POS Plan
A Point-of-Service (POS) plan is an HMO with an opt-out provision. How the plan functions - like an HMO or like an indemnity plan - depends on what the individual plan member decides to do at the "point of service." To illustrate: when medical care is needed, the individual plan member essentially has two choices. The plan member can choose to go through his or her primary care physician (PCP), in which case services will be covered under HMO guidelines. Usually a copayment will be required.

If the plan member chooses to obtain services from a provider inside the network but without their PCP's referral, or seeks care outside of the network, then the services will be reimbursed according to out-of-network rules. Usually paying a deductible and coinsurance will be required. As people who belong to POS plans are responsible for deciding where to seek care, it is very important that they understand the financial implications of their choices.

PPO Plan
A Preferred Provider Organization (PPO) plan is a form of managed care that closely resembles an indemnity plan. A PPO negotiates arrangements with doctors, hospitals, and other providers of care who will accept lower fees from the insurer for their services. As a result, your cost sharing will be lower than if you were to seek care outside the network of providers.

If you go to a doctor within the PPO network, you will typically pay a copayment. In addition your coinsurance will be based on the lower charges for PPO members. For example, the insurer may reimburse you for 90% of the cost if you go to a provider within the network. If you choose to go to a provider out of the network, the insurer may only reimburse you for 70% or so of the cost. Also, with an out-of-network provider, you may have to pay the difference between what the provider charges and what the plan will pay.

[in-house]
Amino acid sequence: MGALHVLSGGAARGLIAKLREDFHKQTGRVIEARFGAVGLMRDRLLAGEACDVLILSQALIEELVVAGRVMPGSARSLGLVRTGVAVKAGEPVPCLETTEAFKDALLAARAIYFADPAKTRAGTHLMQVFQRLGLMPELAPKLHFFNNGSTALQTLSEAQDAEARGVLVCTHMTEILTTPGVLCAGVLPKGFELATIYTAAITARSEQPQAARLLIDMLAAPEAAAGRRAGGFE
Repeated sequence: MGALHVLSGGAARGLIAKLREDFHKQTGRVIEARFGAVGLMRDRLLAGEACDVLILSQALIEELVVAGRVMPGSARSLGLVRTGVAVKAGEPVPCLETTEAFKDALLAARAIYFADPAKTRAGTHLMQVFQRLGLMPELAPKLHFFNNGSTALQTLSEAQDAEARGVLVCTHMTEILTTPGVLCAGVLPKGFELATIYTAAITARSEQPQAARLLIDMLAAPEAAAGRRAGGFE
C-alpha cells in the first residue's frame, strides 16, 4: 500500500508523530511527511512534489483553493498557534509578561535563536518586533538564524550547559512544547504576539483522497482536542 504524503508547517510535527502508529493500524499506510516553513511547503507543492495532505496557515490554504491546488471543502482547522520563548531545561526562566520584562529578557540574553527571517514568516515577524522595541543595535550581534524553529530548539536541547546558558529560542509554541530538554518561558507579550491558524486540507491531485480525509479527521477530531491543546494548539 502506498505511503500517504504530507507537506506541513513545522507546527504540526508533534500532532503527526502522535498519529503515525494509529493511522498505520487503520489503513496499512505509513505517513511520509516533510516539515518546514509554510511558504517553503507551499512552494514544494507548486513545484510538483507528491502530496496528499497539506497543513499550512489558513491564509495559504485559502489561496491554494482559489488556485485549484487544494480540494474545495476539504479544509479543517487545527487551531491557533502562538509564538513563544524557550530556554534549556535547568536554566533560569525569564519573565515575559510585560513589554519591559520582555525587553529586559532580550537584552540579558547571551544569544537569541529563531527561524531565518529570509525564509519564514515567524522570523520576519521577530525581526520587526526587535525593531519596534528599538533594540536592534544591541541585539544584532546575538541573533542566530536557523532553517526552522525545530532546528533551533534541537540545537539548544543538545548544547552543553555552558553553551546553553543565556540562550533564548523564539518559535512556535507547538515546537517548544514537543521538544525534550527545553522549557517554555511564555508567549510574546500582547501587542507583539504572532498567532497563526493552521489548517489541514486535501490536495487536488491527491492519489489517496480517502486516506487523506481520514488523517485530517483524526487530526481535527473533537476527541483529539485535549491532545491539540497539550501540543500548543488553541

Primary Care Physician (PCP)
A Primary Care Physician (PCP) is the doctor you visit when you're sick, for routine care, etc. - the "family doctor". Typically, PCPs are family medicine practitioners, pediatricians, internists, or general practitioners. With an HMO, your PCP is the doctor that gives you a referral to a see a specialist.

Referral
A referral is an authorization for medical services to be performed by a specialist, given by the individual's primary care physician.

Stored Value Card
A stored value card functions much like a debit card. The card is pre-funded with money from an employee's FSA or HRA. When the employee needs to pay for an allowable service or product - a doctor's office visit or a prescription - the card can be used to pay directly at the point of sale, saving the employee from spending the money out of their pocket and then having to submit forms for reimbursement.

State-Mandated Benefit
States periodically enact legislation that requires insurers to cover certain services. Examples of some of these mandated benefits are well-child care, infertility treatment, alcoholism treatment and hospice care.